From November 2012 to January 2013, a total of 599 patients were admitted to the ICUs. According to the inclusion and exclusion criteria, 253 patients and 271 family members were eligible to participate in the study. Two hundred and six patients (81.4 % returned rate) and 212 family members (78.2% returned rate) filled out the questionnaires. After data screening, the final number of participants was 200 patients and 194 family members. Figure 1 presents the sample recruitment process.
3.1. Characteristics of Participants
The majority of the patient participants were male (66.5%) with a mean age of 57.3 (range = 22–91) years. Most patient participants were Chinese (56.5%), married (77.5%), working (55%), living with the family (89.5%), and had attended at least secondary school and below (79.5%). For the family participants, the majority were female (56.2%) with a mean age of 44.9 (range = 21–87) years. Most of the family participants were Chinese (54.1%), married (64.9%), working (66.5%), and had attended secondary school and below (51%). The average ICU length of stay was 3.5 (range = 2–15) days.
3.2. Differences between the Participants’ Demographic Characteristics on General Satisfactions
Table 1 shows the differences among the demographic characteristics of the participants (both patients and family members) on general satisfactions. There were statistically significant differences in mean general satisfaction scores among the four ICUs for both patients and families (both ). Patient and family participants in the CTICU had the highest mean satisfaction score (mean ± SD, and , resp.), and patients and family members in the SICU had the lowest mean score (mean ± SD, and , resp.). According to the post hoc Bonferroni test (Table 2), there were statistically significant differences in general satisfaction score of patients between SICU and MICU (), SICU and CTICU (), and SICU and CCU (). However, there were no significant differences in general satisfaction scores between CTICU and MICU () and between CTICU and CCU (). For family participants, the post hoc test (Bonferroni) showed that there were significant differences in general satisfaction score between SICU and MICU () and SICU and CTICU (), but no significant differences between SICU and CCU () and between CCU and MICU (). There were no statistically significant differences in satisfaction score between gender, marital status, race, education, employment status, and living with family or being alone for patient participants. For family participants, there were statistically significant differences of satisfaction score between races () and employment statuses (). Family participants who were Chinese had significantly less general satisfactions (mean ± SD, ) than family participants of other ethnicities such as Malay and Indian (mean ± SD, ). Also, family participants who were not working had significantly less general satisfactions (mean ± SD, ) than those participants who were employed (mean ± SD, ). There were no statistically significant differences in gender, marital status, and education.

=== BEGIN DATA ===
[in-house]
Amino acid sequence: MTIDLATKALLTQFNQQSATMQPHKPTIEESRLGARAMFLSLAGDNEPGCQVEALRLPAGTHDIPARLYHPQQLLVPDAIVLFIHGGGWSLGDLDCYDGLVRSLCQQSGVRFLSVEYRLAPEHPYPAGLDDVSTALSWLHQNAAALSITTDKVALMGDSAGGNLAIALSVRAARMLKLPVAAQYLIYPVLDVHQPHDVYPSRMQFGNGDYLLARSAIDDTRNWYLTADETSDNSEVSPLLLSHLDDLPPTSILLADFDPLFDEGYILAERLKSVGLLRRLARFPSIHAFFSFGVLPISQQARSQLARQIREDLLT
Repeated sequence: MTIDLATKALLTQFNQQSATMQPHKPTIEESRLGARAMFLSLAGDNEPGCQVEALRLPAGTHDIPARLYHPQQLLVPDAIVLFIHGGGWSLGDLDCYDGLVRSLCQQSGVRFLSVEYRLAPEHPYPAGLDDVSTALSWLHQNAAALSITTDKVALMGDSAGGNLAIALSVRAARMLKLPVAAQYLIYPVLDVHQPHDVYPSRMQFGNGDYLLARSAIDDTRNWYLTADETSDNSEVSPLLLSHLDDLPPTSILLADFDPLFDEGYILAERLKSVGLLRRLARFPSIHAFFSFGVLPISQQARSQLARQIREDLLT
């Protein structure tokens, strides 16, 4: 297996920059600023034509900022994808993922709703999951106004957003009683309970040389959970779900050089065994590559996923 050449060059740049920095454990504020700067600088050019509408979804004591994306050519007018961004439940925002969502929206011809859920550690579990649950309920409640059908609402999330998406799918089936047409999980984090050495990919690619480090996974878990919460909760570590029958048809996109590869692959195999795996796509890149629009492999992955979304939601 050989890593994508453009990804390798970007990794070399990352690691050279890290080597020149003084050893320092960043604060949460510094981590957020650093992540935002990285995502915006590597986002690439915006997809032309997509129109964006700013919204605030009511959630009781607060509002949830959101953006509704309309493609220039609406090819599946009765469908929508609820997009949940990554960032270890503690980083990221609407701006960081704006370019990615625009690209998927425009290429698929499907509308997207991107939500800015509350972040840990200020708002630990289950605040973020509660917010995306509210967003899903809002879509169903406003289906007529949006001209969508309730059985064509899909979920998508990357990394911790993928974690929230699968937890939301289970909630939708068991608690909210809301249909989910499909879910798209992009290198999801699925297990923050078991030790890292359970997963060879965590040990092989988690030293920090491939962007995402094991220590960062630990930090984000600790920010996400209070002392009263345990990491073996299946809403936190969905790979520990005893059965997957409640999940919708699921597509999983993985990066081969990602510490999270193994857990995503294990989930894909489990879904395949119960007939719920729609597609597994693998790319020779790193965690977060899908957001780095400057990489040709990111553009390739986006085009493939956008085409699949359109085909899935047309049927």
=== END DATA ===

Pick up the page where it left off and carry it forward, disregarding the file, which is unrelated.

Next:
|CTICU: cardiothoracic intensive care unit; CCU: coronary intensive care unit; MICU: medical intensive care unit; SICU: surgical intensive care unit; SD: standard deviation; and LOS: length of stay.|